The PJ Tatler

Hellmann's Maker Files Suit Against Mayonnaise 'Imposter'

The question as to whether mayonnaise is really mayonnaise if it doesn’t contain eggs will be heading to a courtroom.  Unilever, the parent company of condiment brand Hellman’s Mayonnaise, is suing Hampton Creek for false advertising. Hampton Creek makes an egg-less sandwich spread that tastes like mayonnaise.

Investors in Hampton Creek include Bill Gates, the Hong Kong billionaire Li Ka-shing and prominent venture capitalists. The “imposter” spread replaces eggs with yellow peas in its spread, which is called Just Mayo.

Unilever claims that the egg-less mayo is making a dent in their sales.

Hampton Creek makes another “imposter” product called Just Cookies, which is an egg-less dairy-free cookie dough. (What is the point?) Big retail chains like Walmart and Target have started selling the products.

Unilever claims that Just Mayo‘s logo gives the impression that it is made with eggs because the label has a picture of an egg, which “violates federal law governing trademarks and advertising claims by giving consumers the false impression that the product contains eggs.”

The company also claims that Just Mayo has not backed up the assertion posted on its Facebook page that it beats Hellman’s in a taste test.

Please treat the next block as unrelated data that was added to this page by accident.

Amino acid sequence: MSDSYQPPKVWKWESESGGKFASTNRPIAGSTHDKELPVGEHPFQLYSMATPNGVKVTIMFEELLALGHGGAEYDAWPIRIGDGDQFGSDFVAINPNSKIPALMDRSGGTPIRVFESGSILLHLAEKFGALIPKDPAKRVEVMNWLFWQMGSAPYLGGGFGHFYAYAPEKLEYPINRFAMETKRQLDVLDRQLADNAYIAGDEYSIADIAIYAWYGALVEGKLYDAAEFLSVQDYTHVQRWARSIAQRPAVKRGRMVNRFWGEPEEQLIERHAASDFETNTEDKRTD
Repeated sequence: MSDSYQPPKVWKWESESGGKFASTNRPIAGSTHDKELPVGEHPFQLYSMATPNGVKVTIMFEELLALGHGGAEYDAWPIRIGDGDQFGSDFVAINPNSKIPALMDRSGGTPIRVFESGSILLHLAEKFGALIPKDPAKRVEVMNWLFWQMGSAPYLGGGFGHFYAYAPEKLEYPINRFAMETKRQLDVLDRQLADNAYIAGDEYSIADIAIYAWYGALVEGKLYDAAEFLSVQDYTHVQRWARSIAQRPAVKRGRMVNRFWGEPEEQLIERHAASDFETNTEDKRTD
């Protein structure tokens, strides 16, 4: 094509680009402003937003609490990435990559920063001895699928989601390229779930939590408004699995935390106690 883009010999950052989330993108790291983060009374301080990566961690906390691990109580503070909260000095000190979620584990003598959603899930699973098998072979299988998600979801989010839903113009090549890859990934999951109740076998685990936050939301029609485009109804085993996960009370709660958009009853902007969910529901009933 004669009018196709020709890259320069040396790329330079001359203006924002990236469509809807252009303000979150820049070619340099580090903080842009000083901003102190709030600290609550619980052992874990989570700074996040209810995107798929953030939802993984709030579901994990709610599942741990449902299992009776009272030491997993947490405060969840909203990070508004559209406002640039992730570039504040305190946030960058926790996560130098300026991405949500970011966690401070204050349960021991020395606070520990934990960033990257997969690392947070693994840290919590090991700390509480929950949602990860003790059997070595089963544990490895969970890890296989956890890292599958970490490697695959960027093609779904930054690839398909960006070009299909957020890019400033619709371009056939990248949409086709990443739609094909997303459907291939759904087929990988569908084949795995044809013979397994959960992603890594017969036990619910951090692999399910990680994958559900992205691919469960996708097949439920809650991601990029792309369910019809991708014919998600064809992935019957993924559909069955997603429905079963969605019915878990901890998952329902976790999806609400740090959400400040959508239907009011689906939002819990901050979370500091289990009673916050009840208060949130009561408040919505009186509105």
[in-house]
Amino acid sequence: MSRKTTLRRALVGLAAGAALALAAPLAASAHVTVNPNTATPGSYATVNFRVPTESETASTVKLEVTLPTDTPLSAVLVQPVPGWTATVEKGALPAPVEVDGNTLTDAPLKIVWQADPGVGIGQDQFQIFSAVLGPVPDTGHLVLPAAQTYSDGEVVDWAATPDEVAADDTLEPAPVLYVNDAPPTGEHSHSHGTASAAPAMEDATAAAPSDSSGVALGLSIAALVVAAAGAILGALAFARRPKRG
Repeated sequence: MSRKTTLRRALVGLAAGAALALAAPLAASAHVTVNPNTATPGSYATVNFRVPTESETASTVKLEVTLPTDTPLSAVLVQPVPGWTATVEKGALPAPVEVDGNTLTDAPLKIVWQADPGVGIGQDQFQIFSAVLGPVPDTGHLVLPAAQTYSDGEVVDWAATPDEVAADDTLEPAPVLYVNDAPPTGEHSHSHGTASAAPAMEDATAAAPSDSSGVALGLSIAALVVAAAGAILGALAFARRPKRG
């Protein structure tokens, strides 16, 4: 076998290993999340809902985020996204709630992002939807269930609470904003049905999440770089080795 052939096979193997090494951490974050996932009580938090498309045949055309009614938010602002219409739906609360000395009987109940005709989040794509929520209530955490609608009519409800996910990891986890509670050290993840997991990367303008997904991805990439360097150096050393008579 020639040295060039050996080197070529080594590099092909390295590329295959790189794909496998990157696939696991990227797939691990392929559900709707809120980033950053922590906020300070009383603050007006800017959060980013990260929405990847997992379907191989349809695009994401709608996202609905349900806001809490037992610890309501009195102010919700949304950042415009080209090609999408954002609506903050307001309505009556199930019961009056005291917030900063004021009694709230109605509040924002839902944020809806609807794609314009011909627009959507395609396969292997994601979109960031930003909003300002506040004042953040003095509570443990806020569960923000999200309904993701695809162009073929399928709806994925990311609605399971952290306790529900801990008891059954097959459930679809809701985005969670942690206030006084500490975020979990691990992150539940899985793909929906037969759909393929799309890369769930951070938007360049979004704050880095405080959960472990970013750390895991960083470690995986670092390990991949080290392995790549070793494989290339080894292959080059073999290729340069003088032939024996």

In case you didn’t know, the government regulates what can be called “mayonnaise.”  The FDA defines mayonnaise as “an emulsion of vegetable oil, an acid like vinegar or lemon juice and an ingredient containing egg yolks.”  Therefore, Miracle Whip is only considered a sandwich spread or salad dressing but not classified as mayonnaise.

Unilever wants Hampton Creek, a private company that does not disclose its financial statements, to pay three times its profit in damages plus the legal fees of the plaintiff, a $60 billion company. It also is asking the court to require Hampton Creek to stop using the egg on its label; recall all products, ads and promotional materials that might confuse consumers; and stop claiming that Just Mayo is superior to Hellmann’s or Best Foods.

Hampton Creek founder Josh Tetrick said: “This is about something a whole lot larger than our advertising and speaks to the change we need in food production generally. We’ve got to figure out a way to solve the big problems like food’s impact on environment and health.”